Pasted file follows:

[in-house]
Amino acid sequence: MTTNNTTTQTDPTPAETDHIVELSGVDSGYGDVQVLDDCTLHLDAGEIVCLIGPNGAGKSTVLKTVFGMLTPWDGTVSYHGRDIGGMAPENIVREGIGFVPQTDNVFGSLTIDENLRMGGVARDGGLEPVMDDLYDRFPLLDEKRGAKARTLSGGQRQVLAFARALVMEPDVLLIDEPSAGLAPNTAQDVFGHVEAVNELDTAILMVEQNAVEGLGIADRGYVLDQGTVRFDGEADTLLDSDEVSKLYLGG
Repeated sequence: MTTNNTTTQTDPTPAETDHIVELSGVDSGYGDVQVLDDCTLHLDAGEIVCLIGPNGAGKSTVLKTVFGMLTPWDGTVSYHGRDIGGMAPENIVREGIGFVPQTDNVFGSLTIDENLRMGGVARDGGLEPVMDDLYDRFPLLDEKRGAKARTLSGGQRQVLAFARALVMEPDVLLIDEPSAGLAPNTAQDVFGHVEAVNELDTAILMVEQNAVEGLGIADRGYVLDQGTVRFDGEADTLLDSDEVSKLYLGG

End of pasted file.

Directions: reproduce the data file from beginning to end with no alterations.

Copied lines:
[in-house]
Amino acid sequence: MTTNNTTTQTDPTPAETDHIVELSGVDSGYGDVQVLDDCTLHLDAGEIVCLIGPNGAGKSTVLKTVFGMLTPWDGTVSYHGRDIGGMAPENIVREGIGFVPQTDNVFGSLTIDENLRMGGVARDGGLEPVMDDLYDRFPLLDEKRGAKARTLSGGQRQVLAFARALVMEPDVLLIDEPSAGLAPNTAQDVFGHVEAVNELDTAILMVEQNAVEGLGIADRGYVLDQGTVRFDGEADTLLDSDEVSKLYLGG
Repeated sequence: MTTNNTTTQTDPTPAETDHIVELSGVDSGYGDVQVLDDCTLHLDAGEIVCLIGPNGAGKSTVLKTVFGMLTPWDGTVSYHGRDIGGMAPENIVREGIGFVPQTDNVFGSLTIDENLRMGGVARDGGLEPVMDDLYDRFPLLDEKRGAKARTLSGGQRQVLAFARALVMEPDVLLIDEPSAGLAPNTAQDVFGHVEAVNELDTAILMVEQNAVEGLGIADRGYVLDQGTVRFDGEADTLLDSDEVSKLYLGG